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Three Signs My Car’s Thermostat Is Going Out

If you drive a high-mileage vehicle that is 10 years old or older, you may be facing a dead thermostat soon. Oxford Auto & Tire advises that the average lifespan of a car thermostat is 10 years. You will notice the following signs if your thermostat is faulty. If it is, it’s important to have it replaced as soon as possible because continuing to drive your automobile with a malfunctioning thermostat can cause serious engine damage. Let’s talk about the thermostat and signs it is going out below.

Engine Coolant Leaks

As the thermostat housing ages, engine coolant may eventually start to leak out of it. It may not leak enough that you end up with coolant spots on your garage floor. The coolant may simply seep out of the thermostat housing and collect around it. If this is the case, you may not realize that you have a coolant leak until your engine overheats. Keep an eye on your coolant levels to make sure that the system isn’t losing any coolant when you drive your automobile.

Erratic Temperature Changes

Another sign that your car thermostat is dying is erratic temperature changes. These changes will be reflected on the temperature gauge on your vehicle’s dashboard. You may notice that the temperature fluctuates frequently in your car, truck, or utility vehicle’s engine. If this is happening, it’s possible that the thermostat is malfunctioning and not releasing engine coolant correctly. This is what the thermostat is responsible for doing. Once the engine temperature begins to rise, the thermostat releases the coolant so the water pump can circulate it through the engine.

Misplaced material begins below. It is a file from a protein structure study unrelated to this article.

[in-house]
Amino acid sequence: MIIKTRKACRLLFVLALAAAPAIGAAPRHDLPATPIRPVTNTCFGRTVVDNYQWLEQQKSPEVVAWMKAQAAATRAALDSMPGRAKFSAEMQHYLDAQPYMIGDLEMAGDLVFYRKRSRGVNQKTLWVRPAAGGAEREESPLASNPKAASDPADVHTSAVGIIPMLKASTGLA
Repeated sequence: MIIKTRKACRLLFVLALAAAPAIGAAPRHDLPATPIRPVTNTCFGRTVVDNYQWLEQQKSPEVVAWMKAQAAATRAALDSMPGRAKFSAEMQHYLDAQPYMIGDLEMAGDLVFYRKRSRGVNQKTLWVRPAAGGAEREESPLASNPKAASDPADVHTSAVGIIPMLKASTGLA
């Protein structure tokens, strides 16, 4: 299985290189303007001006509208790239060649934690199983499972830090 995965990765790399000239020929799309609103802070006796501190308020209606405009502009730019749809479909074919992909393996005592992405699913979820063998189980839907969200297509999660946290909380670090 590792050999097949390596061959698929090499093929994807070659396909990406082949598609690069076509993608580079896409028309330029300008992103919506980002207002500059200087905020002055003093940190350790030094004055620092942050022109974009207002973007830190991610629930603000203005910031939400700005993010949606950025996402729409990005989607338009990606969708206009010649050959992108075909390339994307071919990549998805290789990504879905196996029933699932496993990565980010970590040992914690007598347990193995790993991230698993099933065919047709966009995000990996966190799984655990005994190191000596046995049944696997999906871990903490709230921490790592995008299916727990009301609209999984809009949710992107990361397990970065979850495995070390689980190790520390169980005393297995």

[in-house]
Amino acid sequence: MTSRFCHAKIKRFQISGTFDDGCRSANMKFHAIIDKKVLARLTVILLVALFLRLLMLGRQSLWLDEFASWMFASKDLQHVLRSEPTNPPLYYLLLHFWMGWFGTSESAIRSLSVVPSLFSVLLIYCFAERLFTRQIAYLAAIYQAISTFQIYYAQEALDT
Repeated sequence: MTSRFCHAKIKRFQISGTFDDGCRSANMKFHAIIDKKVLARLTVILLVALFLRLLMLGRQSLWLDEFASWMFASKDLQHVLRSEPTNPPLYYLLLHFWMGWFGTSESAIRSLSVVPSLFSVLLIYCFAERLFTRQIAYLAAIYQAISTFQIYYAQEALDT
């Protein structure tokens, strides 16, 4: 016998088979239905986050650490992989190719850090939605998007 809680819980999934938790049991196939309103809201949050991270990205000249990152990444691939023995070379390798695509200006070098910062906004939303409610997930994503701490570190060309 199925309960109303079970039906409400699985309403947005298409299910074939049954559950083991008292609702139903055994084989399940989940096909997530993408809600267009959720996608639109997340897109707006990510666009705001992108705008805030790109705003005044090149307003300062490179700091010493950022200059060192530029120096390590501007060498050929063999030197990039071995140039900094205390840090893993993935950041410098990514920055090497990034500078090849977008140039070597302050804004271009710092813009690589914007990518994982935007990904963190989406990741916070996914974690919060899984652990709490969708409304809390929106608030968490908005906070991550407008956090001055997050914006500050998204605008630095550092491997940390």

If this isn’t happening, you may notice your engine’s temperature rise only to decrease once the thermostat finally releases the engine coolant. This erratic temperature behavior is definitely an indication that there is something wrong with your vehicle’s cooling system. In most cases, the problem points to the thermostat, which we can test to make sure it is still working.

Overheating Engine

Finally, if your vehicle starts to overheat within the first 15 minutes of driving it, this suggests that the thermostat is malfunctioning and failing to release the coolant that the engine needs to reduce its temperature. In fact, until such time as you get the thermostat replaced, your engine will continue to overheat. Driving with an overheating engine can damage it severely.

Call Oxford Auto & Tire in Oxford, PA, today if you suspect that your car’s thermostat is going out. We’d be happy to take a look at it and replace it if necessary.

Photo by pandemin from Getty Images via Canva Pro
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